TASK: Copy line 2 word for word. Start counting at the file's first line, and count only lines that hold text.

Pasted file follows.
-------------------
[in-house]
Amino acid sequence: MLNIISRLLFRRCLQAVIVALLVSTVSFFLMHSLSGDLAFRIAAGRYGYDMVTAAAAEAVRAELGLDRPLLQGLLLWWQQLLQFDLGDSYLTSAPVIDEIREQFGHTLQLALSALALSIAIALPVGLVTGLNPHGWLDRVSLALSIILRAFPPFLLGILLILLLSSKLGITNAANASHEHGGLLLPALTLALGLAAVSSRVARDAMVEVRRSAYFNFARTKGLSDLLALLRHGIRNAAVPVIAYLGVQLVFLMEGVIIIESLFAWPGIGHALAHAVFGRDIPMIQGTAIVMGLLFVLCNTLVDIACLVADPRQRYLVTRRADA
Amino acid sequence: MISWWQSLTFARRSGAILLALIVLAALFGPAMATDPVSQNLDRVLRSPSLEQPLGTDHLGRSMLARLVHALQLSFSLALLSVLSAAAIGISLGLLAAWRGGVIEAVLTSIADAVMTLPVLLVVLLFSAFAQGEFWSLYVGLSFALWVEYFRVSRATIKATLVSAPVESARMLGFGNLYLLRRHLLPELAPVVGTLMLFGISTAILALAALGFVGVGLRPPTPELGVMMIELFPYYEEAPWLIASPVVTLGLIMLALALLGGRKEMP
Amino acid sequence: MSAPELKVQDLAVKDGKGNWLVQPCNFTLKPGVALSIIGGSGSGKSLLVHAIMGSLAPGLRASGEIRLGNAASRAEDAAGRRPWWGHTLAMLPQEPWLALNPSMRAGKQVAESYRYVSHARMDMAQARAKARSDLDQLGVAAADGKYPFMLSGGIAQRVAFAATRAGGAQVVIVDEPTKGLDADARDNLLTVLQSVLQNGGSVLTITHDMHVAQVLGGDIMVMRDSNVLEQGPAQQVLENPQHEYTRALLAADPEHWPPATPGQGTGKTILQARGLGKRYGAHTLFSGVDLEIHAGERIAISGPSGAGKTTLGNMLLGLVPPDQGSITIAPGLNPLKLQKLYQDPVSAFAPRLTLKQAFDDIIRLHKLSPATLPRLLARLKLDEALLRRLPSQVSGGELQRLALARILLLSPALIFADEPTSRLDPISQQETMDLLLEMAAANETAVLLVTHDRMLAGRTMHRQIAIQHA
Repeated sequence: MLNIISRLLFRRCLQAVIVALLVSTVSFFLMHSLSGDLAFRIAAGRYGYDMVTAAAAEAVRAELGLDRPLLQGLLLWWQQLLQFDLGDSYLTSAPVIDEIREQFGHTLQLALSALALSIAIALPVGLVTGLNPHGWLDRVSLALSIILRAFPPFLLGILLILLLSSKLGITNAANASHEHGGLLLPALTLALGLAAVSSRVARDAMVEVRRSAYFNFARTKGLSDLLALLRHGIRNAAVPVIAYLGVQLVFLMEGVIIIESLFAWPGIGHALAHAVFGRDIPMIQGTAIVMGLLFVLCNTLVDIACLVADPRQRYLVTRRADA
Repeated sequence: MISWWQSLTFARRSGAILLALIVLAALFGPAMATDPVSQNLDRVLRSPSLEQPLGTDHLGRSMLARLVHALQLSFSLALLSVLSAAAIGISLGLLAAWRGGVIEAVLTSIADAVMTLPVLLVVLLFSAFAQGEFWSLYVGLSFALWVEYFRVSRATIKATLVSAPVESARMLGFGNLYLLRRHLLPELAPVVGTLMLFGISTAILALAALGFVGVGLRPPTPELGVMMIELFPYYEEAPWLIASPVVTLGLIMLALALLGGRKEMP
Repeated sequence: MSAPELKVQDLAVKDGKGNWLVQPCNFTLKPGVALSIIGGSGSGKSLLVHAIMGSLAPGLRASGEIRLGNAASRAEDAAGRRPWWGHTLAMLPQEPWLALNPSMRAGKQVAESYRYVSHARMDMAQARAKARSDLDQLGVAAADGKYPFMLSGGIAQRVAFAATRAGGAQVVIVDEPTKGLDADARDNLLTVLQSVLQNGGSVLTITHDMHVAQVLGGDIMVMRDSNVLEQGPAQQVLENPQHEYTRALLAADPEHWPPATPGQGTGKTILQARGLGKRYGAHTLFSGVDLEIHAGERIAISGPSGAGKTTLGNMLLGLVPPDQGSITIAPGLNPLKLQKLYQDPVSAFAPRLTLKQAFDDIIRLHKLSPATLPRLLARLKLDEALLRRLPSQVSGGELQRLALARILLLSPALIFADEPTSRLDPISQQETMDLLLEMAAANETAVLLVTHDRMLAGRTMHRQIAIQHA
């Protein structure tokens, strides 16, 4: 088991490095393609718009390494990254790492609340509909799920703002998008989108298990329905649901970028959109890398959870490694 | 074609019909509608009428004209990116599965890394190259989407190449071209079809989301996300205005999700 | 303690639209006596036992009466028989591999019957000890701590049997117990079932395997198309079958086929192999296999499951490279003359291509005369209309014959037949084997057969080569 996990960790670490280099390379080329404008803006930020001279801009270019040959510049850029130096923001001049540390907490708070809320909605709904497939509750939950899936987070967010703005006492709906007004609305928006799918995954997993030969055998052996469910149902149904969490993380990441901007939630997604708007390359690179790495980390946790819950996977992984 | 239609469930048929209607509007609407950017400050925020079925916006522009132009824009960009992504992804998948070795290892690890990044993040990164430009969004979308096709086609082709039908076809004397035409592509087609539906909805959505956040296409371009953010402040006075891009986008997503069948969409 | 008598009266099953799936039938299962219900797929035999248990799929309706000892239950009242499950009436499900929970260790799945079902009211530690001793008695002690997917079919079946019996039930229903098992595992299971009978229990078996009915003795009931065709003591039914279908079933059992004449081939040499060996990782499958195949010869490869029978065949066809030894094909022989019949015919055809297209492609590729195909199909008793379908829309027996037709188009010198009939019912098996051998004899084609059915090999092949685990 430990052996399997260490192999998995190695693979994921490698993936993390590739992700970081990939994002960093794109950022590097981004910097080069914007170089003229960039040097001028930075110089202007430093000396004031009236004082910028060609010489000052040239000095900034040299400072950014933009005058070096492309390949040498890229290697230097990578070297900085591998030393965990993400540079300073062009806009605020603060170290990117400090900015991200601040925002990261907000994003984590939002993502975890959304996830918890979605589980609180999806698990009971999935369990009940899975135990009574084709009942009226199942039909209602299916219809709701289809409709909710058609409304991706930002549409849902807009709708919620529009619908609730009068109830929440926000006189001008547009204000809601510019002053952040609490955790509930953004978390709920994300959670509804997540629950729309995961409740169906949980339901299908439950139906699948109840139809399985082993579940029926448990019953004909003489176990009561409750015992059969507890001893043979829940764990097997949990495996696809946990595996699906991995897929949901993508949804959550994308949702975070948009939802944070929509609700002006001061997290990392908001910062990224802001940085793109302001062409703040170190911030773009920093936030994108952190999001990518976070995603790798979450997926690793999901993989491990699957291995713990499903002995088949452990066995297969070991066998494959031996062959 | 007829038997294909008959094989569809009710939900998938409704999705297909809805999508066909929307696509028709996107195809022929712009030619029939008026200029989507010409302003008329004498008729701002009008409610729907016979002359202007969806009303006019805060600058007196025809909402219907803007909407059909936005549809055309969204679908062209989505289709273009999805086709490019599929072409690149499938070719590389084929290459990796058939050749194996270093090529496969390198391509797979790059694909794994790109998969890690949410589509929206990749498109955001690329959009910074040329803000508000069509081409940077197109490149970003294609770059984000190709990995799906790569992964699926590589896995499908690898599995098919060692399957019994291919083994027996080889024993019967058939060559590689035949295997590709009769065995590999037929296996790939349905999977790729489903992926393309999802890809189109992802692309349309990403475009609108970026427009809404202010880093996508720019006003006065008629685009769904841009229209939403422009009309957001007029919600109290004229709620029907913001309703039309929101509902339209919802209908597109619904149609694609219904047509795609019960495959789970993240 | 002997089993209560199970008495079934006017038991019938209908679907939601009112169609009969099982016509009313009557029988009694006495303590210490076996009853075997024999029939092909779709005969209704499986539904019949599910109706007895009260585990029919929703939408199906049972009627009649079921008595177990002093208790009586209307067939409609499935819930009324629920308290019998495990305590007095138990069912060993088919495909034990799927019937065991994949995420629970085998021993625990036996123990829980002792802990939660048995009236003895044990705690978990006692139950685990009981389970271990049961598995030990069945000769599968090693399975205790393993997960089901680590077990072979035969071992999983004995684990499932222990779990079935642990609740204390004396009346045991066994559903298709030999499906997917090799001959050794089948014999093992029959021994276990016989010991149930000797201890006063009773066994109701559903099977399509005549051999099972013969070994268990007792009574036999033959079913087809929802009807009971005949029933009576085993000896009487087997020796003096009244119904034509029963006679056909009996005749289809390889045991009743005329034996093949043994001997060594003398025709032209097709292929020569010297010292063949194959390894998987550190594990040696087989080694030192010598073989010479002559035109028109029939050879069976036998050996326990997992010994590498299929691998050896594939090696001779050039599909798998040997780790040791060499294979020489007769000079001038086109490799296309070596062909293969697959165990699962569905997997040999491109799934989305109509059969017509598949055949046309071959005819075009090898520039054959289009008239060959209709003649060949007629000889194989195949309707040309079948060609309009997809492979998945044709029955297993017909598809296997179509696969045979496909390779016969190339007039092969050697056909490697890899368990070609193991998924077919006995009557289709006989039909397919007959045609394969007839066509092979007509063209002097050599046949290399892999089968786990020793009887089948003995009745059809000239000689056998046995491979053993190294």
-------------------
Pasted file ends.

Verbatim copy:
Amino acid sequence: MLNIISRLLFRRCLQAVIVALLVSTVSFFLMHSLSGDLAFRIAAGRYGYDMVTAAAAEAVRAELGLDRPLLQGLLLWWQQLLQFDLGDSYLTSAPVIDEIREQFGHTLQLALSALALSIAIALPVGLVTGLNPHGWLDRVSLALSIILRAFPPFLLGILLILLLSSKLGITNAANASHEHGGLLLPALTLALGLAAVSSRVARDAMVEVRRSAYFNFARTKGLSDLLALLRHGIRNAAVPVIAYLGVQLVFLMEGVIIIESLFAWPGIGHALAHAVFGRDIPMIQGTAIVMGLLFVLCNTLVDIACLVADPRQRYLVTRRADA